Maria, an instructor of interpersonal skills for managers, has had three sessions with a particular organization. She was told that Neil has not been able to keep a team together for more than three months at a time. She notices that, in her workshops, he lounges with a bored expression and reads the sports pages while she is speaking. She concludes his arrogance and hostility are hurting his performance. She writes him a memo about his behaviors (reading, looking bored, not bothering to contribute and the negative effect it has on the group). She asks him to eliminate these behaviors because she believes his power and prestige will grow.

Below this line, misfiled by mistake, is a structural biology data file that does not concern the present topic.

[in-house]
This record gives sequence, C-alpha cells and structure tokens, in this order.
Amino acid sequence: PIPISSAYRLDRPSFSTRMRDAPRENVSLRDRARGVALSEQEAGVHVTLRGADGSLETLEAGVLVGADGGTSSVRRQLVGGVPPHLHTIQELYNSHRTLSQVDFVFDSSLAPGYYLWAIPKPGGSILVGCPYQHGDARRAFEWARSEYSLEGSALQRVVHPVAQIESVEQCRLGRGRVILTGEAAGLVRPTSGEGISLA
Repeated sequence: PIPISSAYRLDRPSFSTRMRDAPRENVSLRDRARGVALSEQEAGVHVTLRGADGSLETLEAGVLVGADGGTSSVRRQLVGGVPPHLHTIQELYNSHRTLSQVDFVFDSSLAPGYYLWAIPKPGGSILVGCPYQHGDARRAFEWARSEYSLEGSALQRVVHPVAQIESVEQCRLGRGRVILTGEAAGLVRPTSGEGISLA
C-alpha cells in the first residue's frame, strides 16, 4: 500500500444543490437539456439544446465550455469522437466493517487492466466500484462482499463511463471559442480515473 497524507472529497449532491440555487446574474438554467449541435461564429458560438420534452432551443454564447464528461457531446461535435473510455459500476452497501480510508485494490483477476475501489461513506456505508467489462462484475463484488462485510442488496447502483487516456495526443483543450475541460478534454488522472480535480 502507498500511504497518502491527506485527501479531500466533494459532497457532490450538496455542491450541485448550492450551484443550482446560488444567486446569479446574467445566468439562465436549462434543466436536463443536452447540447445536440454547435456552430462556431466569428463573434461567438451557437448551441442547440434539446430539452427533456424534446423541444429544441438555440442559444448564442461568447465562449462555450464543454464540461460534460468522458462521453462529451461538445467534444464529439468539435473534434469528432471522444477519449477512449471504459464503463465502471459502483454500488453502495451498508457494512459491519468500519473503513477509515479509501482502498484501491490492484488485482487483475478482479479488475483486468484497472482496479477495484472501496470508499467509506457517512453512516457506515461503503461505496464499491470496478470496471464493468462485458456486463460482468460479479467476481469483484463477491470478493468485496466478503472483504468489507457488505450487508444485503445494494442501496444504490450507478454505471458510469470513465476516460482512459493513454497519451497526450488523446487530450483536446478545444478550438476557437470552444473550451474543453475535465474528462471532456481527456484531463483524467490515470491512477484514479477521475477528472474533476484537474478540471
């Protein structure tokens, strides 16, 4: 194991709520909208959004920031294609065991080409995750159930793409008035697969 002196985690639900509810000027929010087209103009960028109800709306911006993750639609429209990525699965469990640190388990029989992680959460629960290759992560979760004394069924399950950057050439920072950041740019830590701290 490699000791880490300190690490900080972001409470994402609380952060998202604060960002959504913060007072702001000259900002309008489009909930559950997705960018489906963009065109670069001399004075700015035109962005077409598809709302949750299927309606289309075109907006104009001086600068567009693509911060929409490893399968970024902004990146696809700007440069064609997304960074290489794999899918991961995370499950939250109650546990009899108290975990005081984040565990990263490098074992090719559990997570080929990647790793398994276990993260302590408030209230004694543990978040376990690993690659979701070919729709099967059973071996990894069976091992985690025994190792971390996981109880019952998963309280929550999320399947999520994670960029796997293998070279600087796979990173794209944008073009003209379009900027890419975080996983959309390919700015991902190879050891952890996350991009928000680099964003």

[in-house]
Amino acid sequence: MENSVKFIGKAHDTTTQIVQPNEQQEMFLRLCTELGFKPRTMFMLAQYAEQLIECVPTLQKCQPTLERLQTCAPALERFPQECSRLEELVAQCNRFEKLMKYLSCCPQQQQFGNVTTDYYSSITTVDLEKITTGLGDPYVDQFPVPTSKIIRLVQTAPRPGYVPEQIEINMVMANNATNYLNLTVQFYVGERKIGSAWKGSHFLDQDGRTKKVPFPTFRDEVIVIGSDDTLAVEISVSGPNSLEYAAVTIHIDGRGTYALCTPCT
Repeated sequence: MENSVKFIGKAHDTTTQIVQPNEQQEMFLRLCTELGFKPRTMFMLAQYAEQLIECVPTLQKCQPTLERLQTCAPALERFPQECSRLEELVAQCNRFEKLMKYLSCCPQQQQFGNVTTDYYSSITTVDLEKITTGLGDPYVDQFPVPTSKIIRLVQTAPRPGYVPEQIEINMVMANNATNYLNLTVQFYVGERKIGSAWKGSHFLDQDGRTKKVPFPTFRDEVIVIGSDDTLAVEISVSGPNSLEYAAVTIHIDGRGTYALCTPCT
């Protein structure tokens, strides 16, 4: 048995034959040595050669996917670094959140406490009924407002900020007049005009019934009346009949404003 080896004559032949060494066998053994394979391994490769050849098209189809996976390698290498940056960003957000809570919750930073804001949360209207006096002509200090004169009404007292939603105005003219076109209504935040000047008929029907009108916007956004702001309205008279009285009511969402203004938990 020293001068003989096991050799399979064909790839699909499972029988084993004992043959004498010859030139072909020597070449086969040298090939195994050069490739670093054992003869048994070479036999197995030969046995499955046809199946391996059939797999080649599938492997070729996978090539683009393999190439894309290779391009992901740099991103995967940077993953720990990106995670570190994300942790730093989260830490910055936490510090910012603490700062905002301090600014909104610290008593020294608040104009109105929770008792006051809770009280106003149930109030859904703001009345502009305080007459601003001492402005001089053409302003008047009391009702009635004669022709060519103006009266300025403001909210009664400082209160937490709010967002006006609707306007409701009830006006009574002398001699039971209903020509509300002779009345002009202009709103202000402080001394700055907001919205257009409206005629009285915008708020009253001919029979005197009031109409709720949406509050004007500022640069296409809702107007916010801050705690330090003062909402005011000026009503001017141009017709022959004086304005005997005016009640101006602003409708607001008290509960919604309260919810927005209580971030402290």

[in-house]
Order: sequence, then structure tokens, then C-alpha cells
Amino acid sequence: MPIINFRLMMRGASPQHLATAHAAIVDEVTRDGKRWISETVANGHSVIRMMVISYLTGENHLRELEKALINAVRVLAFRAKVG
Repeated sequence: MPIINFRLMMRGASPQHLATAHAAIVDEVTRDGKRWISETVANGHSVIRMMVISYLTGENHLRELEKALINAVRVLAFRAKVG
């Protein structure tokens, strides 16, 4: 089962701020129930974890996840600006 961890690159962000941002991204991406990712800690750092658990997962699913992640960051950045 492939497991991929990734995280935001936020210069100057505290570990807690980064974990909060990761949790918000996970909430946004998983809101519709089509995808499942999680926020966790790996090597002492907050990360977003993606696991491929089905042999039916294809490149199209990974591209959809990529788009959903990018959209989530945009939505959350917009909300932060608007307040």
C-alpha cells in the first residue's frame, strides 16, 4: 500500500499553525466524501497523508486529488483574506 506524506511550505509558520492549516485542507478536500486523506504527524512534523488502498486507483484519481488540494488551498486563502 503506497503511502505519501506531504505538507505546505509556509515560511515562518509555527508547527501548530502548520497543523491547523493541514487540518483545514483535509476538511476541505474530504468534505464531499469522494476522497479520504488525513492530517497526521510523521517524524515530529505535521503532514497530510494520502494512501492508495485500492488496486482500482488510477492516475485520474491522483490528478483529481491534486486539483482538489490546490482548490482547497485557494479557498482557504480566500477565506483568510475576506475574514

1. What are some assumptions underlying the scenario?
2. How can the individuals in the scenario validate their assumptions?
3. How would an outsider could check to see if the assumptions are valid?
1.- Background assumptions include that the cohesiveness of the group will be a function of Neil's performance, at least in part and that the "lifespan" of a time will be longer than three months if things are going well. There is the assumption that Neil's behavior is consistent from one context to another--i.e., that observing him in a workshop tells us something about how he worked with his teams in the past. Maria makes a very big assumption about the attitudes underlying Neil's insouciance in the workshop--that it reflects ...
An instructor of interpersonal skills for managers scenario is discussed.